Tel Aviv University Scientist Develops Blood Test for Detecting Mutations

A new method has been devised for screening fetuses and trials are being conducted by Israeli scientists, as they believe it is capable of providing all the information derived from an amniocentesis minus the risks.

New technique

Tel Aviv University’s Prof. Noam Shomron said that the method he has developed involves taking a regular blood sample instead of the amniocentesis practice.

The latter entails the use of a needle for extracting amniotic fluid that can result in a miscarriage. He also added that the new technique can be used four weeks before amniocentesis.

This means that it can be carried out at 10 weeks rather than the standard 14 and it is just as capable of providing information about the risks of various diseases, syndromes and disorders.

He stated that they could use it for screening for thousands of mutations that could result in genetic diseases, such as cystic fibrosis and Gaucher’s.

It is also effective for mutations that are less common like those that occur in particular demographics, such as the Tay Sachs that is more commonly found in Ashkenazi Jews.

The head of the functional genomics lab at Tel Aviv University, Shomron published the new technique in peer-reviewed research.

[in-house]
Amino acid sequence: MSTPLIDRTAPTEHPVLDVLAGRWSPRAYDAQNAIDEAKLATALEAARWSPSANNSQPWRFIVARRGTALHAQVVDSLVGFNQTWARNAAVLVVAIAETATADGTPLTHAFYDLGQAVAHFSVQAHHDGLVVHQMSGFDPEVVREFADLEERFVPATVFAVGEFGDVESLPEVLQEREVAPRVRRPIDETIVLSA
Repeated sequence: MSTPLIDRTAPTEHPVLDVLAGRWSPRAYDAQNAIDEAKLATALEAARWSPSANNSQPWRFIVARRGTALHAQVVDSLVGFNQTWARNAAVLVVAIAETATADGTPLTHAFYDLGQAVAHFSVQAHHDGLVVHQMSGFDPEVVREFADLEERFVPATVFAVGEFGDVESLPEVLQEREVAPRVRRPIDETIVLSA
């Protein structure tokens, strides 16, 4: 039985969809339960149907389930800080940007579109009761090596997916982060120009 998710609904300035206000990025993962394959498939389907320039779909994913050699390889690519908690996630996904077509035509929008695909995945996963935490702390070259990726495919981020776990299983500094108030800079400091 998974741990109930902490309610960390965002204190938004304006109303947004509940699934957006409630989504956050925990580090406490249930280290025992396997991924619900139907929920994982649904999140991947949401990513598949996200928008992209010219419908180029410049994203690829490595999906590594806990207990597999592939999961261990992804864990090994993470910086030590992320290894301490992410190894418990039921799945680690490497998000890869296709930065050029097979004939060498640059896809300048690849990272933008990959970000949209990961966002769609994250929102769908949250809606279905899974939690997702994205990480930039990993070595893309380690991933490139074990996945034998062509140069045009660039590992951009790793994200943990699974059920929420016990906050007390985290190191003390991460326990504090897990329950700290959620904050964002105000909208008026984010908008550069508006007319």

He is developing the technology through a startup named IdentifAI Genetics, which he is leading with two of his colleagues Oren Tadmor and Tom Rabinowitz.


Dozens of Israeli women are participating in the testing of the new screening process and the results are corroborated with amniocentesis.

According to Shomron, he believes the regulators will approve the method and make it available in the next year.

Once they perfect the new technique for embryos, they could begin adapting it for screening adults and children alike for a number of diseases that occur with abnormal DNA, like cancers.


His method is certainly not the first alternative to have been introduced for amniocentesis. A blood test known as NIPT, or noninvasive prenatal test, is also widely used.

It is capable of providing reliable screening for a number of conditions, including Patau’s syndrome, Edwards’ syndrome and Down’s syndrome.

But, this method has limited scope and can only be used for screening large chromosomal changes and not for mutations that are hard to detect.

NIPT is only capable of identifying genetic changes that can be seen through examination of chromosomes.

Analysts have to zoom in for a number of mutations. Shomron said that his technique can provide details within the chromosomes.

He stated that their resolution was a lot better than what NIPT can offer because it was similar to satellite-imaging, which is highly detailed.

One of the major breakthroughs that resulted in Shomron’s method was the identification of the DNA of the fetus in the mother’s blood.

This is a challenge because the blood contains the DNA of the mother as well as that of the fetus. NIPT has not been able to accomplish this so far, which means the mixture of DNA is used for analysis, so it could be irrelevant to the fetus.

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